My good friend Kate Bischoff did a great DisruptHR talk called “To Pee Or Not To Pee: Drug Testing & Marijuana.”

Eric B. Meyer wrote a thoughtful article called, “Your employee uses medical marijuana. Her drug test is positive. But, how do you know if she was high at work?

Wherever you fall on the spectrum of this topic—curious observer, advocate, ally, casual user, patient, skeptic, abuser, opponent—it’s time to get educated. And if you work in HR, add this to another thing on your list.

Although I have a funny feeling that your local HR lady already knows more about this topic than the average employee. The last person to push gummies on me was a VP of HR at a conference, and she seemed to be living her best life away from the kids, in a hotel room without a husband and alleviating her lower back pain without going to the gym.

Sometimes HR ladies do it right!

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Have you ever been in a situation at work where you witnessed something uncomfortable but were too afraid to say anything? Or maybe you just didn’t know how to handle the situation. I’ve been there too and it’s not the best scenario, in fact, it can feel downright icky.  

Very early in my career, I watched a VP come on strong to a coworker, he befriended her and gave her some additional opportunities at work. Then he loaned her money and they started dating “in secret.” Eventually, he had a meltdown and abandoned her. Her career stalled and she ultimately quit. Nobody ever said anything.  Not a single person! Well, okay, I started asking questions of her, but I still didn’t know what to say. And to this day, that whole thing still bothers me.

So what can we do? What can we do to prepare ourselves to handle awkward, uncomfortable or inexcusable behavior in the workplace?

Enter virtual reality. Wait, what?

Yes, you read that correctly, virtual reality could be the solution to the problem or at least address part of it.

In a recent episode of Let’s Fix Work, Morgan Mercer, founder and CEO of Vantage Point, joined me to talk about how virtual reality is paving the way to help us learn how to deal with difficult workplace scenarios with compassion and empathy.

Morgan and her company, Vantage Point, are using virtual reality to aid in anti-sexual harassment training. By using a standalone Virtual Reality headset (like an Oculus Rift), leaders, managers, and employees can now immerse themselves in a world of virtual reality where they can experience or witness sexual harassment. Then through a series of games, tests, or quizzes, they can learn how to deal with the situation.

In doing so, Morgan says, “The experience allows you to feel discomfort and we’ll tie those feelings to actions you can take to positively influence the outcome. And then we allow you to see the ways that these situations play out. Your feelings are then translated into information.”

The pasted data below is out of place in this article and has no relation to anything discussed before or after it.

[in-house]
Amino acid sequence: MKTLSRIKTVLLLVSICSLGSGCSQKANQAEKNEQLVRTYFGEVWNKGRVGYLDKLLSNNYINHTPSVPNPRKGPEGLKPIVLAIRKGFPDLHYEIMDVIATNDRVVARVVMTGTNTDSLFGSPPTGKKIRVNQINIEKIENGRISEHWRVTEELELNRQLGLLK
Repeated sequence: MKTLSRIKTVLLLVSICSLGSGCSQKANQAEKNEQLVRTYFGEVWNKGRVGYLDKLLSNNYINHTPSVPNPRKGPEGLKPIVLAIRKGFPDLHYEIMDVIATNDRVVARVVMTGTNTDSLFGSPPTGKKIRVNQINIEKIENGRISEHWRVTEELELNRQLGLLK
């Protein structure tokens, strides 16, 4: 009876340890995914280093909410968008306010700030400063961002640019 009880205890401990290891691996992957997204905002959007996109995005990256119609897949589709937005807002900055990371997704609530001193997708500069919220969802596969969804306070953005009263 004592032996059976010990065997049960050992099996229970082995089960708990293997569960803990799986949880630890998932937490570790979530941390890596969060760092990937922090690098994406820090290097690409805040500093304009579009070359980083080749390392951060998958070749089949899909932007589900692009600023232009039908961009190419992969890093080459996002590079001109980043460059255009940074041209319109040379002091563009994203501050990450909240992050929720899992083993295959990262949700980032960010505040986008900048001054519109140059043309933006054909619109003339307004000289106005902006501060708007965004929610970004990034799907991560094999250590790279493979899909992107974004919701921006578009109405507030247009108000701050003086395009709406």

But if VR technology can teach us to be compassionate and can teach us empathy, can it actually change behaviors and change attitudes?  

Morgan believes so, “You learn through adversity, you learn through discomfort, ultimately adversity and discomfort are what caused you to look inwardly and really question yourself. And that’s really where you shift your belief system. So through changing your heart, through changing your mind, then you change your behaviors. You can’t shift your behavior if you don’t shift your belief system or your values.”

If you want to hear some of the best ways to handle sexual harassment at work and how virtual reality is paving the way to help us learn how to deal with these scenarios, then click here to listen to this episode of Let’s Fix Work.

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Hey, everybody, just wanted to say hello.

I’m up to my eyeballs in work that doesn’t make me wealthy, which is the worst kind of work.

When you work for a company and have a little bit of gravitas, people do things for you. When you work on your own, you watch your cash flow and only outsource the truly life-changing tasks.

But I did want to tell you about a few things.

1. I’m going to SHRM but won’t be attending the conference. Instead, I’m in meetings and heading out to celebrate my friend Jennifer McClure’s birthday. It’s what I do every year: complain about the conference, show up around the ecosystem, and hate myself for attending an HR conference instead of going to The Maldives. I don’t have time to see anybody socially except Jennifer, but, if you’re attending the show, make sure you check out the sessions from Jennifer McClure, Tim Sackett, and Kris Dunn.

2. My HR Book Club is on the backburner. It’s not a priority right now because my life revolves around running a speaking business, consulting, coaching, and writing a book. But I’m going to kick things back into gear after Labor Day, and I’d love some book suggestions. What have you read that you love? Tell me at hello@letsfixwork.com and maybe we can swap recommendations.